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, 45 (10), 1319-26

The Prevalence of Trichomonas Vaginalis Infection Among Reproductive-Age Women in the United States, 2001-2004

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The Prevalence of Trichomonas Vaginalis Infection Among Reproductive-Age Women in the United States, 2001-2004

Madeline Sutton et al. Clin Infect Dis.

Abstract

Background: Trichomonas vaginalis infection is a common sexually transmitted protozoal infection and is associated with several adverse health outcomes, such as preterm birth, delivery of a low-birth weight infant, and facilitation of sexual transmission of human immunodeficiency virus. The annual incidence in the United States has been estimated to be 3-5 million cases. However, there are no data on the prevalence of trichomoniasis among all reproductive-age women. We estimated the prevalence of T. vaginalis infection from a nationally representative sample of women in the United States.

Methods: Women aged 14-49 years who participated in the National Health and Examination Survey cycles for 2001-2004 provided self-collected vaginal swab specimens. The vaginal fluids extracted from these swabs were evaluated for the presence of T. vaginalis using polymerase chain reaction.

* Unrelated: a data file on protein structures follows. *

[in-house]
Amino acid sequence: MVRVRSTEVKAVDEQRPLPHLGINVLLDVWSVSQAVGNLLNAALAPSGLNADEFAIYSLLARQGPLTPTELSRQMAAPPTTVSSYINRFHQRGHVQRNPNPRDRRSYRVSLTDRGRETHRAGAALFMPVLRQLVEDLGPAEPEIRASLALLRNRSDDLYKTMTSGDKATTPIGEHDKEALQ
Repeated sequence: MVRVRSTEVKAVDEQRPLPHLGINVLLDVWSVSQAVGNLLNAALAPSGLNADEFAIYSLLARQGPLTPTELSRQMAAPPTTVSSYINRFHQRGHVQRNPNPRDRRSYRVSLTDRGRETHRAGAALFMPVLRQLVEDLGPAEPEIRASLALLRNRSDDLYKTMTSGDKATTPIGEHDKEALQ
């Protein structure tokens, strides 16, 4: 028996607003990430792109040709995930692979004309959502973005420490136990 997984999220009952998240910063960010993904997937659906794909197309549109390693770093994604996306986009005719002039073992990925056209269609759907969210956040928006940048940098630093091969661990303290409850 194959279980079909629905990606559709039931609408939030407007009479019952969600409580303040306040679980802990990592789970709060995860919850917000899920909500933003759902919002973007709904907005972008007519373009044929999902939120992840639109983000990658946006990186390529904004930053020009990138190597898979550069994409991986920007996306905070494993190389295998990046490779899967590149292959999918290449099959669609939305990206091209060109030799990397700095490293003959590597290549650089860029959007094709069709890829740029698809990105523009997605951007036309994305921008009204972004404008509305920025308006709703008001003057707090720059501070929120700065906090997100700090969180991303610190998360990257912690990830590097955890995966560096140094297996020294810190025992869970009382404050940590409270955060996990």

Results: Overall, 3754 (81%) of 4646 women provided swab specimens. The prevalence of T. vaginalis infection was 3.1% (95% confidence interval [CI], 2.3%-4.3%); for non-Hispanic white women, it was 1.3% (95% CI, 0.7%-2.3%); for Mexican American women, it was 1.8% (95% CI, 0.9%-3.7%); and for non-Hispanic black women, it was 13.3% (95% CI, 10.0%-17.7%). Factors that remained associated with increased likelihood of T. vaginalis infection in multivariable analyses included non-Hispanic black race/ethnicity, being born in the United States, a greater number of lifetime sex partners, increasing age, lower educational level, poverty, and douching.

Conclusions: The prevalence of T. vaginalis infection among women in the United States was 3.1%. A significant racial disparity exists; the prevalence among non-Hispanic black women was 10.3 times higher than that among non-Hispanic white and Mexican American women. Optimal prevention and control strategies for T. vaginalis infection should be explored as a means of closing the racial disparity gaps and decreasing adverse health outcomes due to T. vaginalis infection.

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